We made it home without falling into a pothole and starving to death. It got close in Arkansas, where we ended up on that lonely stretch of 40 where there are few truck stops and fewer parking spaces after dark. George was betting on a little spot Bob had told him about – apparently at one time it was a small fuel stop, but now it’s a Mexican restaurant with an insanely bad parking lot. There was parking, though, and he shut it down with just a few minutes to spare on the clock.
I woke up approximately 97 times and checked the locks, as I often do when we’re in places I don’t feel so secure in. It became painfully evident at 4 a.m. that I might have to walk across the street to the “Motel 6.5” (it’s a real place, with a hand-painted sign, swear it) to use their facilities. I didn’t want to wake George at 4 – he had driven hard the day before and I knew he was tired. There was no way in hell I was walking to the “Motel 6.5” by myself, so I laid there and suffered. And by suffering, I mean I laid there for a few minutes and quit thinking about having to go and fell back to sleep.
When we woke up, the parking lot was completely full. There were trucks jammed everywhere. The owner of the restaurant came out and started banging on doors, and I made a beeline for his bathroom, stopping only to drop a $10 bill on the counter and thank them profusely for the use of their toilet. By the time I exited, the parking lot was as functional as a crater can be, and I had a cup of coffee and sweet bun waiting beside the change for my $10. I asked the lady at the counter if their property used to be a truck stop, and she said it had been, but it was more than five years since they had been in the location. They let the trucks park at night after they close, and ran everybody off in the mornings. She said the truckers were usually good customers, and always got coffee in the mornings before leaving.
George was doing his pre-trip when the law showed up. They were blocking the road for a young guy in a big truck to pull in beside the parking lot we were at. The front end of his truck was mostly gone and there was mud up to the bottom of the door on the driver’s side. There was no doubt this ol’ boy had been through a wild ride. His fairings were all busted up, lights hanging off. He had done a number. He parked and got out to speak to the Sheriff who had escorted him in. He looked like he was about twelve.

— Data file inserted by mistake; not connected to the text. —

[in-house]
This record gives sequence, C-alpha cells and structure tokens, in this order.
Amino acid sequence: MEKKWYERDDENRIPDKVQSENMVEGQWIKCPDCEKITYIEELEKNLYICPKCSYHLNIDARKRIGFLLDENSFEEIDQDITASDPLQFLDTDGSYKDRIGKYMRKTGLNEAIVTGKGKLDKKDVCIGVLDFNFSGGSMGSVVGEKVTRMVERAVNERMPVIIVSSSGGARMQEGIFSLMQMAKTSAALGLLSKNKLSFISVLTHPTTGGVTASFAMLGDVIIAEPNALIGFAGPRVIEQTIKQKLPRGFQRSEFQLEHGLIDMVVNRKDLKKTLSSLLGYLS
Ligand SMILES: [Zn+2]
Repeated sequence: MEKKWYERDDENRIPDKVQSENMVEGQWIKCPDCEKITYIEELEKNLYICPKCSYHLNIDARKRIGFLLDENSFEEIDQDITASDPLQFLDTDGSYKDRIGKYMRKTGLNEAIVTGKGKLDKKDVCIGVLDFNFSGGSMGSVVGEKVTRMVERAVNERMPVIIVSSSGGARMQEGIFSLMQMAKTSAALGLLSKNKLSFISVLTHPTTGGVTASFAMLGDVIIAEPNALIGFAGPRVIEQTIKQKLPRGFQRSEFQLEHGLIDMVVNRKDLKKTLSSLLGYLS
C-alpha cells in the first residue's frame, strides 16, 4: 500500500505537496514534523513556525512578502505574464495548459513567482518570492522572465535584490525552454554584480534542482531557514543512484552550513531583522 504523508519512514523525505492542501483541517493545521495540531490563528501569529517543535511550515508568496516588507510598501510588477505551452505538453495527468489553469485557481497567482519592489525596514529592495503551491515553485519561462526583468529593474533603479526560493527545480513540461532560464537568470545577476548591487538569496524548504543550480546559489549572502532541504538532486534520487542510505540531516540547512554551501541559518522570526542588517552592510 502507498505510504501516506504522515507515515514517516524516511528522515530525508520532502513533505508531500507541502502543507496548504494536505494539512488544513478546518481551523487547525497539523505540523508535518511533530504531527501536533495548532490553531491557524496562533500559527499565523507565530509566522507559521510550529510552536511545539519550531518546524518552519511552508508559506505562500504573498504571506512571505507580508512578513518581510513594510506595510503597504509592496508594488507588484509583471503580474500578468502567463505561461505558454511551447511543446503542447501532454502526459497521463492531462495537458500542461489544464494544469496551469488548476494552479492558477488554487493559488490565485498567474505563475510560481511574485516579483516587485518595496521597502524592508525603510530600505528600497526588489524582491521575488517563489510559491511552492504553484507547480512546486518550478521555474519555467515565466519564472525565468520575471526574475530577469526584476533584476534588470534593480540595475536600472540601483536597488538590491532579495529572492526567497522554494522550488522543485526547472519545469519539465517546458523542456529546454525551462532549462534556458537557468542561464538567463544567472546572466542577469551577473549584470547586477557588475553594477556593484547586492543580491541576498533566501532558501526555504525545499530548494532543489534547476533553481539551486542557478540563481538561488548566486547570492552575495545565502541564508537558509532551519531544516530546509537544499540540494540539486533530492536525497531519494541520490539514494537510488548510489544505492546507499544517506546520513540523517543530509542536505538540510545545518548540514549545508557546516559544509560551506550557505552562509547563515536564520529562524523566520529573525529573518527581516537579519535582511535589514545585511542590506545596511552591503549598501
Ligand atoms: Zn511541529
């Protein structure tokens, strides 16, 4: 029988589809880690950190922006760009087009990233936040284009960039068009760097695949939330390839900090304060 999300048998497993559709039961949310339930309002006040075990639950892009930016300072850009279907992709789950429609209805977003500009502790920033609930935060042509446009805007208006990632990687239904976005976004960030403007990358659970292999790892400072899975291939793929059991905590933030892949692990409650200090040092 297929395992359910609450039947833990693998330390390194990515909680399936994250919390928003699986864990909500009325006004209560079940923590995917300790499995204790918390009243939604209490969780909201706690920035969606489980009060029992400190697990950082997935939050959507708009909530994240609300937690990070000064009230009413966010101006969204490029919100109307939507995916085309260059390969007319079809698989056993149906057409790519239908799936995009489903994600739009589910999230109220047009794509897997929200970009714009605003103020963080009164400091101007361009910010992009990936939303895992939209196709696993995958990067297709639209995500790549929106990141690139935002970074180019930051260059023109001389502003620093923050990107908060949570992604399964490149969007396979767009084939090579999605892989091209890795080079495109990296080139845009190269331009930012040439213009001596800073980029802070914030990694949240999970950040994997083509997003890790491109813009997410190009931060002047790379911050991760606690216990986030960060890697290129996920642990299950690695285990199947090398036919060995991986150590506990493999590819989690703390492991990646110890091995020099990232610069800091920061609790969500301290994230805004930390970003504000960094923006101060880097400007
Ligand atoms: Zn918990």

Since we were getting ready to leave, George walked over and asked the Sheriff if the roads were clear. He told him it was all fine, that miraculously this had been a one vehicle incident. He went on to tell him that the kid had gone through the wire fence, down into the median, managed not to jackknife and somehow had gotten it back on the wrong side of the highway, where he continued driving for approximately four miles. He had been escorted up the on ramp at the exit we were getting ready to go the correct way down.
I am so glad I had to poop. Really. If I hadn’t held us up those few minutes, we may have very well been in the path of this guy. It’s hard to tell if someone is acting weird because they’re in shock or they’re acting weird because they’re terrified, but this kid was acting weird. He kept grabbing his head and telling the cop, “Something just jerked the wheel and I lost it!”
I don’t know what happened to the kid. I’m not going to pass judgment, because I wasn’t in the cab of the truck. I do know we witnessed the end of his driving career, and I think that might have been OK. I am so thankful no one was injured or killed, especially us. Please be safe out there, and remember, sometimes the delays are lifesavers.
On March 18, Weddle’s trailer crossed over the centerline of the highway, ...